Prices of copper and most other industrial metals rose as investors held out hope that Washington and Beijing could still reach a trade agreement, even as higher U.S. tariffs on more Chinese goods took effect on Friday.
China appealed to the United States to meet it halfway to salvage a deal that could end their trade war, after U.S. President Donald Trump ordered a tariff hike, accusing Beijing of reneging on commitments it had made in the talks.
Investors were also relieved that Chinese Vice Premier Liu He went to Washington to conduct talks with U.S. officials as scheduled, after worries arose earlier in the week that he would not come, a trader and an analyst said.
Liu and U.S. Trade Representative Robert Lighthizer and U.S. Treasury Secretary Steven Mnuchin talked for 90 minutes on Thursday and talks will resume on Friday.
Trump said on Thursday he believed it was possible to reach a deal this week and that he might speak over the phone with Chinese President Xi Jinping.
Most base metals rallied strongly in early Asian trading hours, but then retreated slightly as investors exercised more caution when tariffs on $200 billion worth of Chinese goods increased to 25% from 10% at 0401 GMT on Friday.
Without elaborating, China said it would strike back.
Aside from the tariff hike on Friday, Trump has also said he would impose 25% tariff on the remaining $325 billion of Chinese goods imported into the United States.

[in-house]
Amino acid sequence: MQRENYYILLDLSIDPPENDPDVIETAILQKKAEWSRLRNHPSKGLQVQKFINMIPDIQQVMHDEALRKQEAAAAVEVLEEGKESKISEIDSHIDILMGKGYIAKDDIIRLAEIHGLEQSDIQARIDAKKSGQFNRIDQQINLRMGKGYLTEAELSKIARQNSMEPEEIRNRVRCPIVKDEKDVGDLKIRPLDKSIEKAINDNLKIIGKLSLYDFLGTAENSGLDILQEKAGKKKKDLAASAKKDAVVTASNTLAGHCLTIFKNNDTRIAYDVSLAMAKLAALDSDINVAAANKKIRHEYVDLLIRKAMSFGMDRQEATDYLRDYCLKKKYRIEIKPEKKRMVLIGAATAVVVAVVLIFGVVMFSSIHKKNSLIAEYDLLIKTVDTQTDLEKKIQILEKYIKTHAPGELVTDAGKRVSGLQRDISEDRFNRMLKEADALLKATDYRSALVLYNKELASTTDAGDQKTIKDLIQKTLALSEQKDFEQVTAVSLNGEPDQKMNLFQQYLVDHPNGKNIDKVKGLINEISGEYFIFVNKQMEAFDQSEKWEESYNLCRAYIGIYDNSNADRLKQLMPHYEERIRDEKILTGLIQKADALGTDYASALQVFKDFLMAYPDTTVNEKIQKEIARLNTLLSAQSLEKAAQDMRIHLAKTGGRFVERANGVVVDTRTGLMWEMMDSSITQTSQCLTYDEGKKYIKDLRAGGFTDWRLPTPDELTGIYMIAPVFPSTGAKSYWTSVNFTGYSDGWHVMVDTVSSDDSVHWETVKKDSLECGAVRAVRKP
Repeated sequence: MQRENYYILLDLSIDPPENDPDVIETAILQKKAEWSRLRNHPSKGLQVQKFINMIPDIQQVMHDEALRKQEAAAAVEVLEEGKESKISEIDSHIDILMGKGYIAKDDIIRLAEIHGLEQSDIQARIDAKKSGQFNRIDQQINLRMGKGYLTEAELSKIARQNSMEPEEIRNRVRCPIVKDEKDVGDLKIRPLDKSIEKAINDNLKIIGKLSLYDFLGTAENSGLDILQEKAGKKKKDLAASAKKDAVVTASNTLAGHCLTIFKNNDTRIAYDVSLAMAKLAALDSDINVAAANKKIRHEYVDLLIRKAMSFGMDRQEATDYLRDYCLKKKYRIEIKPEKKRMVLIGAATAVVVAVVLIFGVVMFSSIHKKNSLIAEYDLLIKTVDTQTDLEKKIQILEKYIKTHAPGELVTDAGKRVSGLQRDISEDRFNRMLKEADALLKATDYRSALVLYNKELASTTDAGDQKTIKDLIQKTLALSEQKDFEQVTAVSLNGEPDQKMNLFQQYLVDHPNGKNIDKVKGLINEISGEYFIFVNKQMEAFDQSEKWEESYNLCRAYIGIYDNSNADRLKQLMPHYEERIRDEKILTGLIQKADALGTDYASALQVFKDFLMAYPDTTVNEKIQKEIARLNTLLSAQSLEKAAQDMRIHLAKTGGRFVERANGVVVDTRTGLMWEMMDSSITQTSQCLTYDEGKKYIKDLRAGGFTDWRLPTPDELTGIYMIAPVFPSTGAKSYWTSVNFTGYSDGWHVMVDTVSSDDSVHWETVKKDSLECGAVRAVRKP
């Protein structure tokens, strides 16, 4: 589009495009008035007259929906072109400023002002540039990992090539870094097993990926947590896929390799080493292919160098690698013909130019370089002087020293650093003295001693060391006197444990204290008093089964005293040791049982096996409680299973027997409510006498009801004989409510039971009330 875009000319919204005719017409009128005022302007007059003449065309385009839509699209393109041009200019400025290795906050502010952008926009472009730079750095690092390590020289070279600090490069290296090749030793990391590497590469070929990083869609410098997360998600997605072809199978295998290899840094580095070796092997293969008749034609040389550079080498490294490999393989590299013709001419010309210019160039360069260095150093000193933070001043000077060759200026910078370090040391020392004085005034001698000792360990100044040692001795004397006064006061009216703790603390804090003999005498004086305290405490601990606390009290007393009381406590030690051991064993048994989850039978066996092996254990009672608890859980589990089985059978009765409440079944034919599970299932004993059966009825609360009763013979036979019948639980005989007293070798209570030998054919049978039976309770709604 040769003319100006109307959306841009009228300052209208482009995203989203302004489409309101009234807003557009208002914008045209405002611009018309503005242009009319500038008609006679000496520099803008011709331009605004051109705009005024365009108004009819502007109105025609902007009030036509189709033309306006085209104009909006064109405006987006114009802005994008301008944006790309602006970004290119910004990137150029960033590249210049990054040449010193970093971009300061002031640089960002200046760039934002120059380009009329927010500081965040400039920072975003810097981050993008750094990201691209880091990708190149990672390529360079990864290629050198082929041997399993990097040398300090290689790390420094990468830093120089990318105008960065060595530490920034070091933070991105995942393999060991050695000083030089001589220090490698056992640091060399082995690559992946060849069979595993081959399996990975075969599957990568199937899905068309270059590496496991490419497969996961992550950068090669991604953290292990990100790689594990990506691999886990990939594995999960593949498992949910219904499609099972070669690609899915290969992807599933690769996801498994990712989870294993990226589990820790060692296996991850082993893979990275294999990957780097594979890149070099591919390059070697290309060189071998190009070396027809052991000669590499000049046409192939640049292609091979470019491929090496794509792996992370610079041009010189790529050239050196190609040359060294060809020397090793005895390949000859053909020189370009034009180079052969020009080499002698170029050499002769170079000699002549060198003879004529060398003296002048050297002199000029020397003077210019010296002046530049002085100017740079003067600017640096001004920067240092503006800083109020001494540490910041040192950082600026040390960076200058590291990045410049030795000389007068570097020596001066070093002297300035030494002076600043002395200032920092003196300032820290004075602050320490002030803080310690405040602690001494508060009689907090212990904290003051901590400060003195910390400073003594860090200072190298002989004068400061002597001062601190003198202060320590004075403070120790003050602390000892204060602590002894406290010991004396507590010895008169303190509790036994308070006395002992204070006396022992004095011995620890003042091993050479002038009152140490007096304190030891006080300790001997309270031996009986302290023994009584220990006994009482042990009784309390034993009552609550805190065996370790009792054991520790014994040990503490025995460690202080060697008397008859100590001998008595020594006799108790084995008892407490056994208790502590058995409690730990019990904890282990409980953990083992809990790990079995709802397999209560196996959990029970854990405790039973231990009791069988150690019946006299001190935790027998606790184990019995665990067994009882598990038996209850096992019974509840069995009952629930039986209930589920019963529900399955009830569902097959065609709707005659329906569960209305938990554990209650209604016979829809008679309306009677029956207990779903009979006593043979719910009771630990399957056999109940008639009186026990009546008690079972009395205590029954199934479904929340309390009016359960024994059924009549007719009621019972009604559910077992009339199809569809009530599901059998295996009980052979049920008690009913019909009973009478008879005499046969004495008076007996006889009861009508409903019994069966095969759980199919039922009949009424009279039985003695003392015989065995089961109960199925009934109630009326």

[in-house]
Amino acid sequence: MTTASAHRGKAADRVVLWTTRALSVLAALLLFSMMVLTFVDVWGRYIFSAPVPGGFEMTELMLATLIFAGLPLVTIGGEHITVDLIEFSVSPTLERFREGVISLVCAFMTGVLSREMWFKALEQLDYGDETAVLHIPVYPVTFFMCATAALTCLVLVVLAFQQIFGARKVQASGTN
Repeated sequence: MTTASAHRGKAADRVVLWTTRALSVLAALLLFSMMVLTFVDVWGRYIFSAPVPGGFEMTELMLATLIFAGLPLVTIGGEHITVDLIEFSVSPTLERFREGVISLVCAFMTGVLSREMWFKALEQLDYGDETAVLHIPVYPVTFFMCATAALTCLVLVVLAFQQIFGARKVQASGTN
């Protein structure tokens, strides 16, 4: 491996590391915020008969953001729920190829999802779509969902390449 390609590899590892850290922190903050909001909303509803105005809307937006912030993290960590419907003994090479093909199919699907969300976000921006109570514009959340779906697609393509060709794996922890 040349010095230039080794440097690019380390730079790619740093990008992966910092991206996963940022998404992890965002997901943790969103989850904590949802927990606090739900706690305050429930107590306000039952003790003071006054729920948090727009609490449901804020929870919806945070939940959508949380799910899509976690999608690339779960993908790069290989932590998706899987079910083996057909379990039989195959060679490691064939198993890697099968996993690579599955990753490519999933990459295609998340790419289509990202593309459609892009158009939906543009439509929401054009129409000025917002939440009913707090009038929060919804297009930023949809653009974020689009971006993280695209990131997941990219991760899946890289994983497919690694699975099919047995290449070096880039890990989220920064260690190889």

“The higher tariffs will have a significant negative effect on (Chinese) exports, against the backdrop of a slowing economy,” said Michael Taylor, Moody’s Investors Service managing director and chief credit officer for Asia Pacific.
Further policy easing by China will mitigate only some of the impact, he said.
Increased trade tensions could crimp demand for metals, especially in top consumer China.
* Benchmark copper was up 1.1% at $6,170 a tonne, as of 0708 GMT, but on track for its fourth straight weekly decline. The most active Shanghai copper contract rose 0.3% to close at 47,760 yuan ($7,023.84) a tonne.
* London nickel increased 1.5%, zinc advanced 0.7%, aluminium edged up 0.5%, lead increased 0.7%, and tin rose 0.8%.
* ALUMINIUM: Rio Tinto has begun shipping more aluminium to markets such as Europe to offset slowing demand from the United States partly caused by the trade dispute, Chief Executive Jean-Sébastien Jacques said.